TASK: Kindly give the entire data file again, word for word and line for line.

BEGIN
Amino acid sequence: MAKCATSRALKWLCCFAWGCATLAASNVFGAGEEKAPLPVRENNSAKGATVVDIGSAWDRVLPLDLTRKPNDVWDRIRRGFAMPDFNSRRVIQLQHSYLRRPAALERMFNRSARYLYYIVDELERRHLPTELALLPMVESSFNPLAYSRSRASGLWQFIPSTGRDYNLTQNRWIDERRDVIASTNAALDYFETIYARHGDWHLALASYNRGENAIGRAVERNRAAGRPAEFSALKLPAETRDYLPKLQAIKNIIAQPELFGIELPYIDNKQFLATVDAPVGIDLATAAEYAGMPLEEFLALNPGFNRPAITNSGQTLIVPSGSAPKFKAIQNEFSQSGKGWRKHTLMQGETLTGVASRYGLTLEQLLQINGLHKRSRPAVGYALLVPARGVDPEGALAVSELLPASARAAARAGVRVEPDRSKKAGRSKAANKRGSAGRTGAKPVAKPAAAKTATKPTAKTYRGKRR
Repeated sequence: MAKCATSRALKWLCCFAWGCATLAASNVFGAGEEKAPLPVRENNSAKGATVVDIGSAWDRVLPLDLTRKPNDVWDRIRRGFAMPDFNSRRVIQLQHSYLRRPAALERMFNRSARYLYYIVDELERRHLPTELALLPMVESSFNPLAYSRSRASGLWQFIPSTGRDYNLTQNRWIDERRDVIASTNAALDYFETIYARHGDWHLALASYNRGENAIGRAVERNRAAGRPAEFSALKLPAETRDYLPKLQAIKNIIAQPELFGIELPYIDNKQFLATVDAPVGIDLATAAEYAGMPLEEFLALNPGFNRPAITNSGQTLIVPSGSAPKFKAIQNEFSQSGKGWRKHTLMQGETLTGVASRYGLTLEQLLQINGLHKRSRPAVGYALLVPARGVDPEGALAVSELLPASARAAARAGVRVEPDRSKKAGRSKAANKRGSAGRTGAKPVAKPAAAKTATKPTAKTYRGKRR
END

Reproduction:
Amino acid sequence: MAKCATSRALKWLCCFAWGCATLAASNVFGAGEEKAPLPVRENNSAKGATVVDIGSAWDRVLPLDLTRKPNDVWDRIRRGFAMPDFNSRRVIQLQHSYLRRPAALERMFNRSARYLYYIVDELERRHLPTELALLPMVESSFNPLAYSRSRASGLWQFIPSTGRDYNLTQNRWIDERRDVIASTNAALDYFETIYARHGDWHLALASYNRGENAIGRAVERNRAAGRPAEFSALKLPAETRDYLPKLQAIKNIIAQPELFGIELPYIDNKQFLATVDAPVGIDLATAAEYAGMPLEEFLALNPGFNRPAITNSGQTLIVPSGSAPKFKAIQNEFSQSGKGWRKHTLMQGETLTGVASRYGLTLEQLLQINGLHKRSRPAVGYALLVPARGVDPEGALAVSELLPASARAAARAGVRVEPDRSKKAGRSKAANKRGSAGRTGAKPVAKPAAAKTATKPTAKTYRGKRR
Repeated sequence: MAKCATSRALKWLCCFAWGCATLAASNVFGAGEEKAPLPVRENNSAKGATVVDIGSAWDRVLPLDLTRKPNDVWDRIRRGFAMPDFNSRRVIQLQHSYLRRPAALERMFNRSARYLYYIVDELERRHLPTELALLPMVESSFNPLAYSRSRASGLWQFIPSTGRDYNLTQNRWIDERRDVIASTNAALDYFETIYARHGDWHLALASYNRGENAIGRAVERNRAAGRPAEFSALKLPAETRDYLPKLQAIKNIIAQPELFGIELPYIDNKQFLATVDAPVGIDLATAAEYAGMPLEEFLALNPGFNRPAITNSGQTLIVPSGSAPKFKAIQNEFSQSGKGWRKHTLMQGETLTGVASRYGLTLEQLLQINGLHKRSRPAVGYALLVPARGVDPEGALAVSELLPASARAAARAGVRVEPDRSKKAGRSKAANKRGSAGRTGAKPVAKPAAAKTATKPTAKTYRGKRR